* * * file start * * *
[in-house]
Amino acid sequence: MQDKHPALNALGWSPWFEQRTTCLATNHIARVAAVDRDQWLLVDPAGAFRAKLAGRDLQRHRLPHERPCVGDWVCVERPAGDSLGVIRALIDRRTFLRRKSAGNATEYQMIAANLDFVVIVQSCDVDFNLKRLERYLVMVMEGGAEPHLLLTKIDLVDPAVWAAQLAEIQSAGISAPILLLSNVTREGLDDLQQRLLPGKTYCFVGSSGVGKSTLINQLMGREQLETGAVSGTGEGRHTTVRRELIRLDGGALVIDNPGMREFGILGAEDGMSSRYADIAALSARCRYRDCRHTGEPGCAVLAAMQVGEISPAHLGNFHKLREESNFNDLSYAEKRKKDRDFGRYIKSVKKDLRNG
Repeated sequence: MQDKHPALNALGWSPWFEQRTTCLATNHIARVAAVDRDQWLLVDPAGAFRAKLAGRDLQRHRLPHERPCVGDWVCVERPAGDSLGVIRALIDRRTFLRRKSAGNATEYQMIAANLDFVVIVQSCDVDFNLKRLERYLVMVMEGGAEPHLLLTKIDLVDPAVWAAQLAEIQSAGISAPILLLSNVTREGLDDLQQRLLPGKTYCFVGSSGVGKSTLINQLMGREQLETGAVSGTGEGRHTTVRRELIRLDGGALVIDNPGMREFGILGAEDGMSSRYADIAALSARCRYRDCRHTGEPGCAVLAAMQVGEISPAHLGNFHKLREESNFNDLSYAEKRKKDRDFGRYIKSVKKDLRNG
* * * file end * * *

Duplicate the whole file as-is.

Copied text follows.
[in-house]
Amino acid sequence: MQDKHPALNALGWSPWFEQRTTCLATNHIARVAAVDRDQWLLVDPAGAFRAKLAGRDLQRHRLPHERPCVGDWVCVERPAGDSLGVIRALIDRRTFLRRKSAGNATEYQMIAANLDFVVIVQSCDVDFNLKRLERYLVMVMEGGAEPHLLLTKIDLVDPAVWAAQLAEIQSAGISAPILLLSNVTREGLDDLQQRLLPGKTYCFVGSSGVGKSTLINQLMGREQLETGAVSGTGEGRHTTVRRELIRLDGGALVIDNPGMREFGILGAEDGMSSRYADIAALSARCRYRDCRHTGEPGCAVLAAMQVGEISPAHLGNFHKLREESNFNDLSYAEKRKKDRDFGRYIKSVKKDLRNG
Repeated sequence: MQDKHPALNALGWSPWFEQRTTCLATNHIARVAAVDRDQWLLVDPAGAFRAKLAGRDLQRHRLPHERPCVGDWVCVERPAGDSLGVIRALIDRRTFLRRKSAGNATEYQMIAANLDFVVIVQSCDVDFNLKRLERYLVMVMEGGAEPHLLLTKIDLVDPAVWAAQLAEIQSAGISAPILLLSNVTREGLDDLQQRLLPGKTYCFVGSSGVGKSTLINQLMGREQLETGAVSGTGEGRHTTVRRELIRLDGGALVIDNPGMREFGILGAEDGMSSRYADIAALSARCRYRDCRHTGEPGCAVLAAMQVGEISPAHLGNFHKLREESNFNDLSYAEKRKKDRDFGRYIKSVKKDLRNG